cover image The Elephanta Suite

The Elephanta Suite

Paul Theroux, . . Houghton Mifflin, $25 (288pp) ISBN 978-0-618-94332-6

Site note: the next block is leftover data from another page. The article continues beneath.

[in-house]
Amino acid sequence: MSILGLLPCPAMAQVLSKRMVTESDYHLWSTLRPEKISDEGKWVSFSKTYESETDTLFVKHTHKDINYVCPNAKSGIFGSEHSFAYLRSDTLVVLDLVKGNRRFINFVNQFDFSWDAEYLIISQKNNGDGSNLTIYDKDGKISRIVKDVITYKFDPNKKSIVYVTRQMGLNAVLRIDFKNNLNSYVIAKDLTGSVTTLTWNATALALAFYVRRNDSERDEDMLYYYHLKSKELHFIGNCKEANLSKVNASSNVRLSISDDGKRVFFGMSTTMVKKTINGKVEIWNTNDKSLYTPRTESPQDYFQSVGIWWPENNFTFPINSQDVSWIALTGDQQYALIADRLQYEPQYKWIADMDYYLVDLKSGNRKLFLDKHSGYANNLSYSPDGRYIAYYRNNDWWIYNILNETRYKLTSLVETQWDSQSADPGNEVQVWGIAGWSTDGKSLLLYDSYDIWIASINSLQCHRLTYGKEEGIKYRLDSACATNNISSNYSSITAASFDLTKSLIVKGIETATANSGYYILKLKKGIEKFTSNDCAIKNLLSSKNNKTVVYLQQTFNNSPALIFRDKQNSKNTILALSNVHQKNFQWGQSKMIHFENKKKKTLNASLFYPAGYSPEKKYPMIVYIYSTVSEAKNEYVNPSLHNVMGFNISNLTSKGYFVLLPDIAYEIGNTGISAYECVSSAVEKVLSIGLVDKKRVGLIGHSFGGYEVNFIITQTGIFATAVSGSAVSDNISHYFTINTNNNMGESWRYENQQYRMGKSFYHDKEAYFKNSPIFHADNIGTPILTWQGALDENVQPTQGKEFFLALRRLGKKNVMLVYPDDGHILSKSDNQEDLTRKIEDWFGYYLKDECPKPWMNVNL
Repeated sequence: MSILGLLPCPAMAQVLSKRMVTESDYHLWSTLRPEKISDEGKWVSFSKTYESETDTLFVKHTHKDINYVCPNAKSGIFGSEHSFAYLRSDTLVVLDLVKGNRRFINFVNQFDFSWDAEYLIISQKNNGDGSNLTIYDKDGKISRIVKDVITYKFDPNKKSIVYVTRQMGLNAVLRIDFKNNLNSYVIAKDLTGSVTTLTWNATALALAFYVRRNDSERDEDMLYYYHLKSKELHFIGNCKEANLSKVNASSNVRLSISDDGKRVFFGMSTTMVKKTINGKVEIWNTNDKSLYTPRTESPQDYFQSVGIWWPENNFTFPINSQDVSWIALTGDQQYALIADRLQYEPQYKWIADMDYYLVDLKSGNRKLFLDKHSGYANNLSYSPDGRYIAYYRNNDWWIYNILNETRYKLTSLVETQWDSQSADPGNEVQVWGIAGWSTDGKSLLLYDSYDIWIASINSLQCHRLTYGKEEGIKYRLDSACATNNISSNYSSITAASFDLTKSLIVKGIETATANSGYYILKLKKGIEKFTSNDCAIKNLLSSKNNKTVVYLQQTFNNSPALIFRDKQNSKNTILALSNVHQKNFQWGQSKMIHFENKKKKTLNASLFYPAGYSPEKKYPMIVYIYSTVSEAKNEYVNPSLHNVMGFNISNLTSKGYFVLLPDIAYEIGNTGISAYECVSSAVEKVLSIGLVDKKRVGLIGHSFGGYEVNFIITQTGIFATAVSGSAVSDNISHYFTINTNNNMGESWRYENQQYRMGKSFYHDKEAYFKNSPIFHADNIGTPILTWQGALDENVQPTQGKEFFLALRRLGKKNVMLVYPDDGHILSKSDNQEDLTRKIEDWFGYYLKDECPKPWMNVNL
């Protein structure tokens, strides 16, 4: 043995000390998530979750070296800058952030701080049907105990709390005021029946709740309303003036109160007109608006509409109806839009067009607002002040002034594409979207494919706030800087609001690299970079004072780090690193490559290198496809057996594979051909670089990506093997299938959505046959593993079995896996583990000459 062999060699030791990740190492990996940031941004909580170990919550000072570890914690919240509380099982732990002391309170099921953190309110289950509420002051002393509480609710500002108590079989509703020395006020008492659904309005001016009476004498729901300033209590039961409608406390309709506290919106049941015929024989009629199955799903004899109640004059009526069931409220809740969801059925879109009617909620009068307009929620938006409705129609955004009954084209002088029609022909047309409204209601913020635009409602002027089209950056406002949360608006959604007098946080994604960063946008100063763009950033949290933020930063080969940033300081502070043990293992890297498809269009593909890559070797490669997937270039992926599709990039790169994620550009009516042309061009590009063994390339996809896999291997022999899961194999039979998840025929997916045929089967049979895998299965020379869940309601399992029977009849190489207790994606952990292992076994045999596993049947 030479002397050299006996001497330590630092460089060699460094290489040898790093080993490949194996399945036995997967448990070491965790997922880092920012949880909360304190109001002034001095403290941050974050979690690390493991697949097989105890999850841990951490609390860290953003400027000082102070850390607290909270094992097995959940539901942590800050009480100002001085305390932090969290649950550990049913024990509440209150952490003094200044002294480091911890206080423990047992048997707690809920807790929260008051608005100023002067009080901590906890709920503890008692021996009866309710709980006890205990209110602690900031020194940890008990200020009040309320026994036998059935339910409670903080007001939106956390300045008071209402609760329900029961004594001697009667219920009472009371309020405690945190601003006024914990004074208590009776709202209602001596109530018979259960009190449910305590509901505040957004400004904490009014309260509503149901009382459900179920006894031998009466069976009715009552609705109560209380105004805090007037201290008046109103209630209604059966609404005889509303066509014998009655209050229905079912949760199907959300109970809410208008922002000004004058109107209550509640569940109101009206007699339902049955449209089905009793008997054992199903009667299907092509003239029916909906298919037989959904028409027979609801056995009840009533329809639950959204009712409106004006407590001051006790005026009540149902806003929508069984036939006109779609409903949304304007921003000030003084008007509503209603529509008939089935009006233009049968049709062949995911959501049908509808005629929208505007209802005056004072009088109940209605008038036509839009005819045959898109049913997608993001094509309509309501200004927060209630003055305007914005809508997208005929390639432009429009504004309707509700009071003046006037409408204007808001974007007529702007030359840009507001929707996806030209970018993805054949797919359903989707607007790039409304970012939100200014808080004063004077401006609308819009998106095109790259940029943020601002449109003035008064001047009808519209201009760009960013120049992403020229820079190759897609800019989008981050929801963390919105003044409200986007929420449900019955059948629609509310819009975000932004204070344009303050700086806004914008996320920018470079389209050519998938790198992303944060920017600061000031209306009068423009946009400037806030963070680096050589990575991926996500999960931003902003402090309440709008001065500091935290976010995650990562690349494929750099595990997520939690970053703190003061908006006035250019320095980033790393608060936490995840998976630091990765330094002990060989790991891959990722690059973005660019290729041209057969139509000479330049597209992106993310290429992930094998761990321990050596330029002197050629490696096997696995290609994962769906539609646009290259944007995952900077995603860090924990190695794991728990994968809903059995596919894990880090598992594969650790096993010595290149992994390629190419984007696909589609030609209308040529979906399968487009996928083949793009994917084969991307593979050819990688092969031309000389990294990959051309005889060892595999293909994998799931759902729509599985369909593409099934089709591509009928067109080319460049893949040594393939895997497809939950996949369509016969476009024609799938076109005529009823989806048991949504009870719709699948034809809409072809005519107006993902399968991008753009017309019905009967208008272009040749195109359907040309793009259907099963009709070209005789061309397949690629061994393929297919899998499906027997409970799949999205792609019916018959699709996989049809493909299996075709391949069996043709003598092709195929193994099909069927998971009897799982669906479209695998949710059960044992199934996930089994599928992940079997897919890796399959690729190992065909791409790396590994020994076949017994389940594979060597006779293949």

The dismayed, disoriented American travelers in this trio of stereotype-shattering novellas from Theroux (following Blinding Light ) lament the missing “solemn pieties” and “virtuous peasants” of the India they read about in novels. In “Monkey Hill,” a wealthy ugly American–type husband and wife take pampered health spa treatment at the foot of the Himalayas to be their due. But when the couple presume that the sybaritic care they’re paying for includes invitations for sex with masseurs and waiters, their idyllic holiday takes a tragic turn. In “The Gateway of India,” a fast-track Boston capitalist finds his loathing for the squalor of Mumbai’s slums tempered by how easy it is to buy the affections of young women; meanwhile, his once obsequious Indian assistant is usurping his power. In “The Elephant God,” a college graduate on her own encounters a young man whose call-center mastery of American dialect somehow rewires him from overly friendly striver to malevolent stalker. These unsettling tales about American travelers at odds with India’s complexities are linked through passing references, but what they share most is a transformative menace that takes the place of spiritual succor. (Sept.)